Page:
[geocentrism] Re: New web page

Paul,
   
  Thank you for your comments.
   
  I have just taken this page down, because the ancient stellatum concept does 
not work (I realised this in bed last night).
   
  The page therefore needs rewriting and I will refer to your comments when 
doing this. I will use the opportunity to explain why the stellatum does not 
work, so the diagram was not a complete waste of time.
   
  Neville.
  

Paul Deema <paul_deema@xxxxxxxxxxx> wrote:
          Neville J
   
  1 [Geocentrism evidence 5 - Negative Parallax]
Hipparcos Catalogue, field H11, -55 mas to 772.33 mas. 
Tycho Catalogue, field T11, -919 mas to 701.5 mas. 
where one 'mas' is 0''.001 (for example, 250 mas = 0''.25).
   
  In this discussion we shall refer exclusively to the Tycho Main Catalogue, 
because this has far more entries than the Hipparcos Catalogue and because 
these entries allow for a much more symmetrical distribution of parallax about 
the zero value.
   
  [Paul D - comment]
  
The way I read this, it seems you are using the table with the greatest 
negative parallax content. Isn't this choosing your data to favour your 
position?
  
2 [Geocentrism evidence 5 - Negative Parallax]
In the Geostationary model of the universe, these negative parallax values are 
not only easy to explain, in terms of a shell of stars, referred to as the 
stellatum (see Fig. 2), rotating diurnally about the World, but also are to be 
perhaps expected, given that a Geostationary universe does not require such 
enormous distances to the stars.
   
  [Paul D - comment]
  
If this is true then your "outer stars" which are on the ecliptic must 
gradually speed up for six months then slow down for six months while your 
"inner stars" must conversly slow down for six months followed by six months of 
speeding up, in each case relative to your "middle stars". For those stars at 
or near the celestial poles however, your "outer stars" must rotate 
anti-clockwise continuously faster than your "middle stars" while your "inner 
stars" must rotate clockwise continuously more slowly than your "middle stars",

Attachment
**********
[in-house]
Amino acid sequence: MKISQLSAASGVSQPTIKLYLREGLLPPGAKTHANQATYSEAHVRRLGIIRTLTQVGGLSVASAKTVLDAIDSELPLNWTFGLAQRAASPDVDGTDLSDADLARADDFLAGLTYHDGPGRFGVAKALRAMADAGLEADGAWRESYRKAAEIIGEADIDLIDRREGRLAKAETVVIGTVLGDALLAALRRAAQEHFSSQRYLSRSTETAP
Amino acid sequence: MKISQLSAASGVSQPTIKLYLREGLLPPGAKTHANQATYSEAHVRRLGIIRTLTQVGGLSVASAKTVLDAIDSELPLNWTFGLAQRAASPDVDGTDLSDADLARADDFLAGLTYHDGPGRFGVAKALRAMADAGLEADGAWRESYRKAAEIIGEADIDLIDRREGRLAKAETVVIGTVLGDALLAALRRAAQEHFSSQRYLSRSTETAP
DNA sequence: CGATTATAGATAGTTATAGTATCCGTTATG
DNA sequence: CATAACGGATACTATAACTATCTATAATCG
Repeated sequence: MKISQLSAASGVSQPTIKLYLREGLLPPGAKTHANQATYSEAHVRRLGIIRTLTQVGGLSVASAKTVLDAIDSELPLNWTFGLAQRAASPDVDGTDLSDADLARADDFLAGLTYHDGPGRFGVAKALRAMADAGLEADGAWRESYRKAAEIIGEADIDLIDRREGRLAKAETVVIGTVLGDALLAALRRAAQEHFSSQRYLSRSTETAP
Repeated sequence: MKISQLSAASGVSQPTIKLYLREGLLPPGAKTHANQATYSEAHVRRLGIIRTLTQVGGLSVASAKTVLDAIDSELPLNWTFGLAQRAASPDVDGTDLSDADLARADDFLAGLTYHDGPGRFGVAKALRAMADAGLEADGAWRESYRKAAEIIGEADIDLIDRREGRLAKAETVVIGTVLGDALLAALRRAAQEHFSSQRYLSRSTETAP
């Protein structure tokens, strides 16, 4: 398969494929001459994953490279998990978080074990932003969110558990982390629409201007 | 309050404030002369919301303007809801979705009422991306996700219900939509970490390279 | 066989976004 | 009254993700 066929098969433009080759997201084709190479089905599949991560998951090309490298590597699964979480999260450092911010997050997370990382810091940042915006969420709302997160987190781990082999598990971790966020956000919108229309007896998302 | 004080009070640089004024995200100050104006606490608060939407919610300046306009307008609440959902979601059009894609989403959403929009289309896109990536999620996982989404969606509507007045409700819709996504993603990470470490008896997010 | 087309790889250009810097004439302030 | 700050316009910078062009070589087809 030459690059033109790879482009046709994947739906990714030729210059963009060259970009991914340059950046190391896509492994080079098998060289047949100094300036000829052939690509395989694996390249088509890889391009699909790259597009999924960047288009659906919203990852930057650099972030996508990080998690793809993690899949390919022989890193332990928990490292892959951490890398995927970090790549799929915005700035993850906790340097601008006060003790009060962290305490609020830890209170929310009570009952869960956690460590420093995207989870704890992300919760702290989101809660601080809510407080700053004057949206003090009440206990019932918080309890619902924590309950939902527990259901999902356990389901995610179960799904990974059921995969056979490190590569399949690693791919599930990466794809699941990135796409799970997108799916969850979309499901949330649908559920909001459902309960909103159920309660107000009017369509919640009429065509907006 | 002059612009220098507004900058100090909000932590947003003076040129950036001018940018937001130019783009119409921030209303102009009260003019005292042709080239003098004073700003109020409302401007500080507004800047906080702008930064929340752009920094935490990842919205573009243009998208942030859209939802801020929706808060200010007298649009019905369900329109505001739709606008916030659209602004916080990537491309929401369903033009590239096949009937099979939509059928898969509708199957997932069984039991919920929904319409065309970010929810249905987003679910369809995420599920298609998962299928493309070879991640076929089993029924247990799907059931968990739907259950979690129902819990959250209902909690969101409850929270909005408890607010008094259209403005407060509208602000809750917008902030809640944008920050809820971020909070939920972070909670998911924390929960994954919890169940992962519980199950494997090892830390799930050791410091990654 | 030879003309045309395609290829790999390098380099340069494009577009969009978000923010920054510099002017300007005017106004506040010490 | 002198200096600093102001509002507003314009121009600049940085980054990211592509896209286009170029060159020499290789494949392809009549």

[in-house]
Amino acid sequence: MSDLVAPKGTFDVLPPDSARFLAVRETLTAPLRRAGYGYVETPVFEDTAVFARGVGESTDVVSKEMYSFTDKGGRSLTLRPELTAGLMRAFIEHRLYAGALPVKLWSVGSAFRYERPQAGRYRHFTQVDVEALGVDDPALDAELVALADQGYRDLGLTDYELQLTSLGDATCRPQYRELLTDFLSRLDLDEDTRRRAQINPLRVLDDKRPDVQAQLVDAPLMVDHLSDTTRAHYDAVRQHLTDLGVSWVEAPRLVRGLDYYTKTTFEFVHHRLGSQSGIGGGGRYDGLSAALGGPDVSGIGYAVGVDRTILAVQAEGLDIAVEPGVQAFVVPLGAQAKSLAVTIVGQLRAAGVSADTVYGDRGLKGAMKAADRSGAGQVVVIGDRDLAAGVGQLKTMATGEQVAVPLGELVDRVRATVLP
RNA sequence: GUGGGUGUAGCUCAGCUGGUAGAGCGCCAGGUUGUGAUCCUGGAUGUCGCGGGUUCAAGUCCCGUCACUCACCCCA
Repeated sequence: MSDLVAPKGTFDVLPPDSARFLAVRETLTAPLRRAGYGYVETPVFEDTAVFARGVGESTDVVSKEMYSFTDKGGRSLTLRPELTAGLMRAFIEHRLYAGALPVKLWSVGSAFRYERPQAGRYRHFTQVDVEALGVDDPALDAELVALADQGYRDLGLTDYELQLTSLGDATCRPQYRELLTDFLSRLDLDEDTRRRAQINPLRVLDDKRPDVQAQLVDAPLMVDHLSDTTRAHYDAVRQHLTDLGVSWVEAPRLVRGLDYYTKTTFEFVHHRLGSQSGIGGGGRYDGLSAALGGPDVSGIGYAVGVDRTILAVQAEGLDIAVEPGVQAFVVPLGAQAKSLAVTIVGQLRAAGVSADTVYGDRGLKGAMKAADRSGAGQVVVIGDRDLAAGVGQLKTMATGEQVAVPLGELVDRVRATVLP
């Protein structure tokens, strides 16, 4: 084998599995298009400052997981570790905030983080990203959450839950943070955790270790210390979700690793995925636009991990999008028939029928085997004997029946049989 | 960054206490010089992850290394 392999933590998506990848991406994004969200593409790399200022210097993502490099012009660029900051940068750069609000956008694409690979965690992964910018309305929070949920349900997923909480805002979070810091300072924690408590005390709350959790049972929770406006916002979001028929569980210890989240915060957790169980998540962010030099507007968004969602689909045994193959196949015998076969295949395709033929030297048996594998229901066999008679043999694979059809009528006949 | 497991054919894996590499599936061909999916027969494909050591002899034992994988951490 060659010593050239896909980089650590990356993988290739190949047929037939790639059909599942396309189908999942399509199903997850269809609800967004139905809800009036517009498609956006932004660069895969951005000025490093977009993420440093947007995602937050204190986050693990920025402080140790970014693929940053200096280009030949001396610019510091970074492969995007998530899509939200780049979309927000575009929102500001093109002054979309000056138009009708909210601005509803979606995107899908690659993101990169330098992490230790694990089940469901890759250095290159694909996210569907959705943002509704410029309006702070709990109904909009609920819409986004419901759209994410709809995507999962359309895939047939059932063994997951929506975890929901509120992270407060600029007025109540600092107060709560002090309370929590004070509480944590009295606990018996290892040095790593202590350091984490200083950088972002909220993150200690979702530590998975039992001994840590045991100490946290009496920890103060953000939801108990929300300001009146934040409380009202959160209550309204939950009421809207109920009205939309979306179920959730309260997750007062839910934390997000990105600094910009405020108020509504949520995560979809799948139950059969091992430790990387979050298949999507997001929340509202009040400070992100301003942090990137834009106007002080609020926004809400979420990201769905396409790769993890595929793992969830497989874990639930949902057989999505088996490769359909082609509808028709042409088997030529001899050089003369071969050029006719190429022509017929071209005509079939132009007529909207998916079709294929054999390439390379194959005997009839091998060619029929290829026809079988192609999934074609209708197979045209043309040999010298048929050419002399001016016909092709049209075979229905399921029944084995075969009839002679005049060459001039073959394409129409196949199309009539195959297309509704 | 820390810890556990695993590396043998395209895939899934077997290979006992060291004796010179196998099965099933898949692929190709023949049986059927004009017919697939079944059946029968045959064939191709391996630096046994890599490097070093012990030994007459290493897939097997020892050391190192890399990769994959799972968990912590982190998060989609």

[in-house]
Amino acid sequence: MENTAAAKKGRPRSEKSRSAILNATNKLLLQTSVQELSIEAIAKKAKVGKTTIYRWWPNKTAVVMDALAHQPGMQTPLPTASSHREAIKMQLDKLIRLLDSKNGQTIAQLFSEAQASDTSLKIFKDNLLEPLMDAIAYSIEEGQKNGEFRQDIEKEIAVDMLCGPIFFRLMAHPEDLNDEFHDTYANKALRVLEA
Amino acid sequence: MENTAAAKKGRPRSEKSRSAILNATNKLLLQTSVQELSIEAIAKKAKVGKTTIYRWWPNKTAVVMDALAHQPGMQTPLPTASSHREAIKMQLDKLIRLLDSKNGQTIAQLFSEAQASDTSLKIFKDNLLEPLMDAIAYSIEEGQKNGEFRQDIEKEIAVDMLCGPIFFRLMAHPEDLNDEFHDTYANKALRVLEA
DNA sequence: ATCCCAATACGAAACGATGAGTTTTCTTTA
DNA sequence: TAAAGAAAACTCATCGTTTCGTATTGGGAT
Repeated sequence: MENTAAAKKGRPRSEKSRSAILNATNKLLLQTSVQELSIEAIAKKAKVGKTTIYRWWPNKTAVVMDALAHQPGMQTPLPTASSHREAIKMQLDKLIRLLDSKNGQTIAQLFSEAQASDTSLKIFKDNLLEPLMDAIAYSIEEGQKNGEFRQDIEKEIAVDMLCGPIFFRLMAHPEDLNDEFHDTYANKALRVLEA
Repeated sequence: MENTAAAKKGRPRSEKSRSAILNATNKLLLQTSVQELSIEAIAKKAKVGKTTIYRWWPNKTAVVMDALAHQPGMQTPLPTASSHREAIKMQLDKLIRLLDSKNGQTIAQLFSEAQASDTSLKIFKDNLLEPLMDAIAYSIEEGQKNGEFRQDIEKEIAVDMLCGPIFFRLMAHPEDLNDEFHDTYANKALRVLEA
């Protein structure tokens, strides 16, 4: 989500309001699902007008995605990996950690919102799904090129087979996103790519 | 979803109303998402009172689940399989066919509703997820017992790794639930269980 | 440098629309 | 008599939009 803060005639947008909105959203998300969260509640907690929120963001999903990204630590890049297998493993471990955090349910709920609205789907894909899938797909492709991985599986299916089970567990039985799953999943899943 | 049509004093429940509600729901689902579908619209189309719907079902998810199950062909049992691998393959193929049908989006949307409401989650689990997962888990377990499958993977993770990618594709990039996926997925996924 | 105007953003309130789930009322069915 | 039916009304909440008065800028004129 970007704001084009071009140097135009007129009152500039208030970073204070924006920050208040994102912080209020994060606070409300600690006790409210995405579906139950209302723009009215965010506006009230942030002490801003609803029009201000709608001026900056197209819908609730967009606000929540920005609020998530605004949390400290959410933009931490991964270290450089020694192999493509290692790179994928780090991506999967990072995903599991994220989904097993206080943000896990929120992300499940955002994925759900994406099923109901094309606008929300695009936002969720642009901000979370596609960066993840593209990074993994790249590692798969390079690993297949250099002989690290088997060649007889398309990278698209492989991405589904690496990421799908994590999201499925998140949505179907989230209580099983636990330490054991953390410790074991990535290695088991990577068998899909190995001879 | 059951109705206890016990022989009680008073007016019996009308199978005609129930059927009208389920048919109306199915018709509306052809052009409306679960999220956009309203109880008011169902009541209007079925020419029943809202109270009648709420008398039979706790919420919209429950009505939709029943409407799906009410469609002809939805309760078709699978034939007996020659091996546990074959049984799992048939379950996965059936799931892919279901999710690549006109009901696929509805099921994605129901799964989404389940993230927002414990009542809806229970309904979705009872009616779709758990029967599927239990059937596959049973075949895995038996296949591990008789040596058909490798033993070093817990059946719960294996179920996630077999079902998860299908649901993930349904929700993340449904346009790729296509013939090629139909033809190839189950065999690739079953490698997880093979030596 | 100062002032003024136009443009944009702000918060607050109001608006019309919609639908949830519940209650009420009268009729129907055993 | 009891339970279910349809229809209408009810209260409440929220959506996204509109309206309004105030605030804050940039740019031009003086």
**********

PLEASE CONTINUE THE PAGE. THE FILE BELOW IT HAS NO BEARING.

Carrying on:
in each case relative to the universe as a whole since you have it rotating 
once each sidereal day. Those between the ecliptic and the poles must follow 
paths which represent vector sums of these two extremes and dependant on the 
celestial latitude. I sure would hate to have to do the sums!
  
Is this what you intend?
  
(In the examples given above, the reference point -- the middle stars -- can be 
moved closer and further without destroying the argument).
  
I don't see why a geostationary universe is necessarily smaller, but even if it 
was so, I don't see that it must support your contention.
   
  3 [Geocentrism evidence 5 - Negative Parallax]
In Fig. 3, 46% of all stars are located between the limits indicted (sic) ... 
   
  [Paul D - comment]
[Spelling error]
   
  4 [Geocentrism evidence 5 - Negative Parallax]
Contrariwise it is worthwhile noting that credibility sits more comfortably 
with the Geocentrists regarding the sizes of the Moon and Sun discs producing 
the solar eclipse effect that we all enjoy, than with the heliocentrists and 
their claim of "coincidence."
   
  [Paul D - comment]
Geo/Helio -- what's the difference? They must each subtend the (approx) same 
angle ie ratios of diameter to distance, and there must be Moon in front, Sun 
behind ie coincidence.
   
  5 [Geocentrism evidence 5 - Negative Parallax] Furthermore, although angular 
parallax measurements are small (the largest positive value gives an angle ACB, 
in Fig. 1, on the order of only 0.7 of an arcsecond), the effect is known to be 
genuine by way of photographic plates taken at yearly intervals which clearly 
show the same slight movement of some stars with respect to the background star 
field. In other words, stellar parallax is an observable phenomenon that is 
repeatable, rather than being experimental or statistical errors in measurement.
   
  [Paul D - comment]
Surely you mean "... over a twelve month period... ". If you take a measurement 
at yearly intervals, you will deduce no parallax.
   
  General comments.
If you assume an ascentric universe and you discover conveniently placed 
'infinately distant' reference objects, then all parallax will be positive. (I 
exclude proper motion here). If observations return both positive and negative, 
then a measurement error can be safely deduced. Since the distances are very 
large ie parallax below 1 milliarcsec (mas), it is immediately obvious that as 
the real parallax decreases, its ratio to the measurement error (essentially a 
constant) increases thus at some distance the measured parallax will be equally 
divided between positive and negative. Well before this distance, confidence in 
the measurements must decline markedly.
  
If the universe is geocentric, then the observations will still agree because 
that is what we see.
  
I would have more confidence in your statements if you were to produce for us, 
two curves correlating observed positive parallax with distance to object in 
question and another for the negative parallax case. This should then be 
duplicated for the Hipparcus data.
   
  Paul D
   
  
 


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